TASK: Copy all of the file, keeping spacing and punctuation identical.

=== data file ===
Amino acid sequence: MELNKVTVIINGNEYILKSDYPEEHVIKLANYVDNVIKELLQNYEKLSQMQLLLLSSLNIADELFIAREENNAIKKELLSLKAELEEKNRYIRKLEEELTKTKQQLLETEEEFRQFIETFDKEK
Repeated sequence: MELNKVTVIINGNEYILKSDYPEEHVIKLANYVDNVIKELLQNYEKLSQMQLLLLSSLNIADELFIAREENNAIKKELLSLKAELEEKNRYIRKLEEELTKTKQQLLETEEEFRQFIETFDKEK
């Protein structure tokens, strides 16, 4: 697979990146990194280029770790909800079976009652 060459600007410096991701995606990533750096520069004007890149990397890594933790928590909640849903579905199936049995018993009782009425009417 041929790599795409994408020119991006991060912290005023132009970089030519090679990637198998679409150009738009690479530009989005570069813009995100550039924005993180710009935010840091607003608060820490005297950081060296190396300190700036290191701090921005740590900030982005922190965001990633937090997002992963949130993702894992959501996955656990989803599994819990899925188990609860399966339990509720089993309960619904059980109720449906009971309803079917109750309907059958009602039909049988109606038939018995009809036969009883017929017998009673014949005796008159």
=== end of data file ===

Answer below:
Amino acid sequence: MELNKVTVIINGNEYILKSDYPEEHVIKLANYVDNVIKELLQNYEKLSQMQLLLLSSLNIADELFIAREENNAIKKELLSLKAELEEKNRYIRKLEEELTKTKQQLLETEEEFRQFIETFDKEK
Repeated sequence: MELNKVTVIINGNEYILKSDYPEEHVIKLANYVDNVIKELLQNYEKLSQMQLLLLSSLNIADELFIAREENNAIKKELLSLKAELEEKNRYIRKLEEELTKTKQQLLETEEEFRQFIETFDKEK
């Protein structure tokens, strides 16, 4: 697979990146990194280029770790909800079976009652 060459600007410096991701995606990533750096520069004007890149990397890594933790928590909640849903579905199936049995018993009782009425009417 041929790599795409994408020119991006991060912290005023132009970089030519090679990637198998679409150009738009690479530009989005570069813009995100550039924005993180710009935010840091607003608060820490005297950081060296190396300190700036290191701090921005740590900030982005922190965001990633937090997002992963949130993702894992959501996955656990989803599994819990899925188990609860399966339990509720089993309960619904059980109720449906009971309803079917109750309907059958009602039909049988109606038939018995009809036969009883017929017998009673014949005796008159």